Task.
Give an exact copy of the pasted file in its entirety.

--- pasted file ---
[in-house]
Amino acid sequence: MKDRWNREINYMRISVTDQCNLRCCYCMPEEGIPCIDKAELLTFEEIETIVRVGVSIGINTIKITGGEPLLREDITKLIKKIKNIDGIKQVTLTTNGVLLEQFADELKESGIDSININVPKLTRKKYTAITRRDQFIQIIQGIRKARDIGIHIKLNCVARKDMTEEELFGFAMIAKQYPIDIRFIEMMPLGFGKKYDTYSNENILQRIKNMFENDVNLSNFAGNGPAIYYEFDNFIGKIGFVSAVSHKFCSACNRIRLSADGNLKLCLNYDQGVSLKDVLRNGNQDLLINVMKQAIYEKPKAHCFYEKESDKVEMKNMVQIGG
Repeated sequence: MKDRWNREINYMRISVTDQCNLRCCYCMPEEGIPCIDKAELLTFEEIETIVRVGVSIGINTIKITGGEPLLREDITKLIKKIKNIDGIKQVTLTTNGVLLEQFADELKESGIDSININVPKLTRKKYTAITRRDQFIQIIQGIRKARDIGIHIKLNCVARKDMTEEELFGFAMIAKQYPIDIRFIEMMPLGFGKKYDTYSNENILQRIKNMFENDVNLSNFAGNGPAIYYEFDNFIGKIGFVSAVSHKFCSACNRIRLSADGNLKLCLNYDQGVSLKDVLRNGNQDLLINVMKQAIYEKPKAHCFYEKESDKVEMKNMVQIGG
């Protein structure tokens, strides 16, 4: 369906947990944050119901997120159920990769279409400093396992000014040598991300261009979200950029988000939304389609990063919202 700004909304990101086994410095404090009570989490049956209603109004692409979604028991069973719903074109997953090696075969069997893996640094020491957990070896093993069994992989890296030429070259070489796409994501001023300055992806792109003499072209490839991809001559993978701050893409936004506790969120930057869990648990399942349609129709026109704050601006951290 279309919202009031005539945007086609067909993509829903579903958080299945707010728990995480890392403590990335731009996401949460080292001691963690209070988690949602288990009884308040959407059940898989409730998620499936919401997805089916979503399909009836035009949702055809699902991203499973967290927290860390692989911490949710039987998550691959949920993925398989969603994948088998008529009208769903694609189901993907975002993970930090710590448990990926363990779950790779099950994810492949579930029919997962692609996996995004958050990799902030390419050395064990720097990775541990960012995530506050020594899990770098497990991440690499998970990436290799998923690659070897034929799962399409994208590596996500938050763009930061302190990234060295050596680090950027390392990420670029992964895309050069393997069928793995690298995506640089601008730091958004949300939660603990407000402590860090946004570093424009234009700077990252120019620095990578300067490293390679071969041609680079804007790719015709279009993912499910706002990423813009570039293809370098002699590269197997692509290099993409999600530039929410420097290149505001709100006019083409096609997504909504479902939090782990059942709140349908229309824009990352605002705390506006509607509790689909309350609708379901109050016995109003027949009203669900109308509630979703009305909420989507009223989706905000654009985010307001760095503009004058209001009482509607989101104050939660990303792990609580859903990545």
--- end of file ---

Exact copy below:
[in-house]
Amino acid sequence: MKDRWNREINYMRISVTDQCNLRCCYCMPEEGIPCIDKAELLTFEEIETIVRVGVSIGINTIKITGGEPLLREDITKLIKKIKNIDGIKQVTLTTNGVLLEQFADELKESGIDSININVPKLTRKKYTAITRRDQFIQIIQGIRKARDIGIHIKLNCVARKDMTEEELFGFAMIAKQYPIDIRFIEMMPLGFGKKYDTYSNENILQRIKNMFENDVNLSNFAGNGPAIYYEFDNFIGKIGFVSAVSHKFCSACNRIRLSADGNLKLCLNYDQGVSLKDVLRNGNQDLLINVMKQAIYEKPKAHCFYEKESDKVEMKNMVQIGG
Repeated sequence: MKDRWNREINYMRISVTDQCNLRCCYCMPEEGIPCIDKAELLTFEEIETIVRVGVSIGINTIKITGGEPLLREDITKLIKKIKNIDGIKQVTLTTNGVLLEQFADELKESGIDSININVPKLTRKKYTAITRRDQFIQIIQGIRKARDIGIHIKLNCVARKDMTEEELFGFAMIAKQYPIDIRFIEMMPLGFGKKYDTYSNENILQRIKNMFENDVNLSNFAGNGPAIYYEFDNFIGKIGFVSAVSHKFCSACNRIRLSADGNLKLCLNYDQGVSLKDVLRNGNQDLLINVMKQAIYEKPKAHCFYEKESDKVEMKNMVQIGG
């Protein structure tokens, strides 16, 4: 369906947990944050119901997120159920990769279409400093396992000014040598991300261009979200950029988000939304389609990063919202 700004909304990101086994410095404090009570989490049956209603109004692409979604028991069973719903074109997953090696075969069997893996640094020491957990070896093993069994992989890296030429070259070489796409994501001023300055992806792109003499072209490839991809001559993978701050893409936004506790969120930057869990648990399942349609129709026109704050601006951290 279309919202009031005539945007086609067909993509829903579903958080299945707010728990995480890392403590990335731009996401949460080292001691963690209070988690949602288990009884308040959407059940898989409730998620499936919401997805089916979503399909009836035009949702055809699902991203499973967290927290860390692989911490949710039987998550691959949920993925398989969603994948088998008529009208769903694609189901993907975002993970930090710590448990990926363990779950790779099950994810492949579930029919997962692609996996995004958050990799902030390419050395064990720097990775541990960012995530506050020594899990770098497990991440690499998970990436290799998923690659070897034929799962399409994208590596996500938050763009930061302190990234060295050596680090950027390392990420670029992964895309050069393997069928793995690298995506640089601008730091958004949300939660603990407000402590860090946004570093424009234009700077990252120019620095990578300067490293390679071969041609680079804007790719015709279009993912499910706002990423813009570039293809370098002699590269197997692509290099993409999600530039929410420097290149505001709100006019083409096609997504909504479902939090782990059942709140349908229309824009990352605002705390506006509607509790689909309350609708379901109050016995109003027949009203669900109308509630979703009305909420989507009223989706905000654009985010307001760095503009004058209001009482509607989101104050939660990303792990609580859903990545």